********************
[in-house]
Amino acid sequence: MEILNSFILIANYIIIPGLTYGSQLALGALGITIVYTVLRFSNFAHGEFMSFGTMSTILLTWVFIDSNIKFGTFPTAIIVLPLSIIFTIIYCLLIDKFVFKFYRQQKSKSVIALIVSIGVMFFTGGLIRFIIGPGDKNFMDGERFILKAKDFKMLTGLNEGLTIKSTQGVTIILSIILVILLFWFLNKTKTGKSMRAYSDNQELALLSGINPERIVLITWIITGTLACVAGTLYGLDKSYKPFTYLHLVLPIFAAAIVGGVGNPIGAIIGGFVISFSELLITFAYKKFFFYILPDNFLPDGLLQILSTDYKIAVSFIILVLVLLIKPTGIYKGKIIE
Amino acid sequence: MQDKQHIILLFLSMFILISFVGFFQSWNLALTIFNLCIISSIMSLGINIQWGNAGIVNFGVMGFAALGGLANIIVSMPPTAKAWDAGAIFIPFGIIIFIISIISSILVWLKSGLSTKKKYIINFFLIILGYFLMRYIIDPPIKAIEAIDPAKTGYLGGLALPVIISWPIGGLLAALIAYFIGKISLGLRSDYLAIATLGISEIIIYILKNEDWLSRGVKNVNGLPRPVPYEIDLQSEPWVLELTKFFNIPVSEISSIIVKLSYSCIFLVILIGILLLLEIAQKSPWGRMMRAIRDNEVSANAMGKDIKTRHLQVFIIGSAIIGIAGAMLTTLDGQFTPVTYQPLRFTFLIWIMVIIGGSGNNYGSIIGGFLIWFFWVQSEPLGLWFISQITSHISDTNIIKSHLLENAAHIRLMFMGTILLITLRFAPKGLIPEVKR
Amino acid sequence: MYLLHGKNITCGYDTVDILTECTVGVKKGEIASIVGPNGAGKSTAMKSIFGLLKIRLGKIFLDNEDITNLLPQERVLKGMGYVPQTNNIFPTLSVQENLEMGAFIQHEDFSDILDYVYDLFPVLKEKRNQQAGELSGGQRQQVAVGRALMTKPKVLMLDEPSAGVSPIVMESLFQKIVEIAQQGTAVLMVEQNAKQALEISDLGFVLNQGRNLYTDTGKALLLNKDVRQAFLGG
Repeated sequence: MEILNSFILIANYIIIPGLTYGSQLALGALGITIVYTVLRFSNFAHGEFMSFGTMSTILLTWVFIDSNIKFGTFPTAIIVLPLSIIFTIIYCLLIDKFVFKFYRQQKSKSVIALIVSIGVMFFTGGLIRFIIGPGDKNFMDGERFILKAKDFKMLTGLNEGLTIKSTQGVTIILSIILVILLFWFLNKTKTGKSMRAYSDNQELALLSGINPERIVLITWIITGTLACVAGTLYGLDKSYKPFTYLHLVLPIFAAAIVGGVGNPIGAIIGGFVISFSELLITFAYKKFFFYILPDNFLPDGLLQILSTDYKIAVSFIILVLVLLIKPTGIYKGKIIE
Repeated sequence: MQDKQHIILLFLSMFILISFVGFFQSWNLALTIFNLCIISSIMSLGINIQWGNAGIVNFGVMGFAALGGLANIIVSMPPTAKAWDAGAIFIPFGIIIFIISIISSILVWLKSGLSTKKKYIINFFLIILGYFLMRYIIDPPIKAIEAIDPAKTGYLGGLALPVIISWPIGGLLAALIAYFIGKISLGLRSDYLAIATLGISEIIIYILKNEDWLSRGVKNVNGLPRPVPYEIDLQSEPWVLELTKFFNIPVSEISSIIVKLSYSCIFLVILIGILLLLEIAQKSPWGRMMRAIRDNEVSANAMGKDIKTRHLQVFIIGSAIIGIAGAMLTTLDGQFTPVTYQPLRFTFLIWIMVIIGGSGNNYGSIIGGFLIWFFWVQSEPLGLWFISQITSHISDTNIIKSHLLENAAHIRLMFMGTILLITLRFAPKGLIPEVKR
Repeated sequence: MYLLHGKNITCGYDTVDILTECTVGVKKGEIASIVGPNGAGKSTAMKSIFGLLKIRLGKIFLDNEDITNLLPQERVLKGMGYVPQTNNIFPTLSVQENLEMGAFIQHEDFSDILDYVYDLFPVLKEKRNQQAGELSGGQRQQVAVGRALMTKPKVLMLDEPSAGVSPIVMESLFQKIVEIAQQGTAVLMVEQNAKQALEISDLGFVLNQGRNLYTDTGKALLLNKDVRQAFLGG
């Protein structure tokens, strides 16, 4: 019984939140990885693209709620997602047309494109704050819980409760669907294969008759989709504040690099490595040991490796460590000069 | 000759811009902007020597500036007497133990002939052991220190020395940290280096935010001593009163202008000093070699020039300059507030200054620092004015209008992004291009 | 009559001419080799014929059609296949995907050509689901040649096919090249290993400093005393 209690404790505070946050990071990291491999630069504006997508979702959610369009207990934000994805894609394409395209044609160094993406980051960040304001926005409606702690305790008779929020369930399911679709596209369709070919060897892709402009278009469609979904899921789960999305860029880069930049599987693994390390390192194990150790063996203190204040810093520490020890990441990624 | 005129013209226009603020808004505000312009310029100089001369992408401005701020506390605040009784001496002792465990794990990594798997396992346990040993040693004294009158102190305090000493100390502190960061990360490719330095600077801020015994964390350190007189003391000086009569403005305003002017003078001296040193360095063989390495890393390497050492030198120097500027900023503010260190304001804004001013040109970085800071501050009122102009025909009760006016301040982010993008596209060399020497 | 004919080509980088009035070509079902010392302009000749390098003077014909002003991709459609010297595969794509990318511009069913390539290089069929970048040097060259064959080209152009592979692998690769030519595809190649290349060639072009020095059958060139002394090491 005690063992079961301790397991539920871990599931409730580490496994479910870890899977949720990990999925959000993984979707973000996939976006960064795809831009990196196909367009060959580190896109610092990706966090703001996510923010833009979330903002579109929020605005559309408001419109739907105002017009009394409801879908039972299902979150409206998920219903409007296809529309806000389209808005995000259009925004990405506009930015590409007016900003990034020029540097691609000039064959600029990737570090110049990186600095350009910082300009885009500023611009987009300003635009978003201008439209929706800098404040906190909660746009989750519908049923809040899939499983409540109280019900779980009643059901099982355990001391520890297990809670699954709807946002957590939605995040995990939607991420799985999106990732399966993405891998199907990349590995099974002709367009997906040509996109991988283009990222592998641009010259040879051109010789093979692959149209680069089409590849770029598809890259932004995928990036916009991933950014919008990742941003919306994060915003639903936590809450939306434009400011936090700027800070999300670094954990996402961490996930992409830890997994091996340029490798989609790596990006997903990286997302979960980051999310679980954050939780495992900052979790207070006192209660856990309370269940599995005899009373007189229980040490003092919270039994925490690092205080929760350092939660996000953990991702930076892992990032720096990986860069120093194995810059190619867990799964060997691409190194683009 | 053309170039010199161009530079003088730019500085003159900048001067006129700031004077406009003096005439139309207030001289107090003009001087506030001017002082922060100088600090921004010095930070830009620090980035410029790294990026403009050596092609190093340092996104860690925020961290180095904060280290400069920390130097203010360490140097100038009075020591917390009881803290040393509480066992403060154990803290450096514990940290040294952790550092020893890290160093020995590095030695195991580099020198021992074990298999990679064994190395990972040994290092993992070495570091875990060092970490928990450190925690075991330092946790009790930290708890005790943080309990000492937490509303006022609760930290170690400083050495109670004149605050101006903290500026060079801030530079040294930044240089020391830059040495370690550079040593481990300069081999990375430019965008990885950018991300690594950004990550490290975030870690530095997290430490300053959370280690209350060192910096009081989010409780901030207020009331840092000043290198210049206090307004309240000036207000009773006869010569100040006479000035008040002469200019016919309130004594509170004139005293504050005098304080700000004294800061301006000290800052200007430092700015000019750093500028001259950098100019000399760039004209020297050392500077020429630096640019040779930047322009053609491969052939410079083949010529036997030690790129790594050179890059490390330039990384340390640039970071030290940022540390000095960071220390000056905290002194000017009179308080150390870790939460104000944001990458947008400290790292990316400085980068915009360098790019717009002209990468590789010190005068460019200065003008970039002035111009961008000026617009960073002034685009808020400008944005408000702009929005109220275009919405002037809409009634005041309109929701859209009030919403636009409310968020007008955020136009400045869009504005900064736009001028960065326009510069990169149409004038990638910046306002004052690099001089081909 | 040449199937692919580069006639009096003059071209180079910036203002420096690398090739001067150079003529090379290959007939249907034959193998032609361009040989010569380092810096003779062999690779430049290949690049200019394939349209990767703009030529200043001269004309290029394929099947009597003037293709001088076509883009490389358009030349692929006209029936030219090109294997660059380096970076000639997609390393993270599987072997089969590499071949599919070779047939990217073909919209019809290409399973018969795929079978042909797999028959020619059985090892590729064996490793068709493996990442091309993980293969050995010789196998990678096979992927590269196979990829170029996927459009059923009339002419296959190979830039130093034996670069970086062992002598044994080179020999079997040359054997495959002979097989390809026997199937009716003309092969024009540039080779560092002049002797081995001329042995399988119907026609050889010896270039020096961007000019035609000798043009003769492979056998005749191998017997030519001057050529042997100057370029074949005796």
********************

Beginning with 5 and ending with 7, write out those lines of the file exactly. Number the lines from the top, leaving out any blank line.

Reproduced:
Repeated sequence: MEILNSFILIANYIIIPGLTYGSQLALGALGITIVYTVLRFSNFAHGEFMSFGTMSTILLTWVFIDSNIKFGTFPTAIIVLPLSIIFTIIYCLLIDKFVFKFYRQQKSKSVIALIVSIGVMFFTGGLIRFIIGPGDKNFMDGERFILKAKDFKMLTGLNEGLTIKSTQGVTIILSIILVILLFWFLNKTKTGKSMRAYSDNQELALLSGINPERIVLITWIITGTLACVAGTLYGLDKSYKPFTYLHLVLPIFAAAIVGGVGNPIGAIIGGFVISFSELLITFAYKKFFFYILPDNFLPDGLLQILSTDYKIAVSFIILVLVLLIKPTGIYKGKIIE
Repeated sequence: MQDKQHIILLFLSMFILISFVGFFQSWNLALTIFNLCIISSIMSLGINIQWGNAGIVNFGVMGFAALGGLANIIVSMPPTAKAWDAGAIFIPFGIIIFIISIISSILVWLKSGLSTKKKYIINFFLIILGYFLMRYIIDPPIKAIEAIDPAKTGYLGGLALPVIISWPIGGLLAALIAYFIGKISLGLRSDYLAIATLGISEIIIYILKNEDWLSRGVKNVNGLPRPVPYEIDLQSEPWVLELTKFFNIPVSEISSIIVKLSYSCIFLVILIGILLLLEIAQKSPWGRMMRAIRDNEVSANAMGKDIKTRHLQVFIIGSAIIGIAGAMLTTLDGQFTPVTYQPLRFTFLIWIMVIIGGSGNNYGSIIGGFLIWFFWVQSEPLGLWFISQITSHISDTNIIKSHLLENAAHIRLMFMGTILLITLRFAPKGLIPEVKR
Repeated sequence: MYLLHGKNITCGYDTVDILTECTVGVKKGEIASIVGPNGAGKSTAMKSIFGLLKIRLGKIFLDNEDITNLLPQERVLKGMGYVPQTNNIFPTLSVQENLEMGAFIQHEDFSDILDYVYDLFPVLKEKRNQQAGELSGGQRQQVAVGRALMTKPKVLMLDEPSAGVSPIVMESLFQKIVEIAQQGTAVLMVEQNAKQALEISDLGFVLNQGRNLYTDTGKALLLNKDVRQAFLGG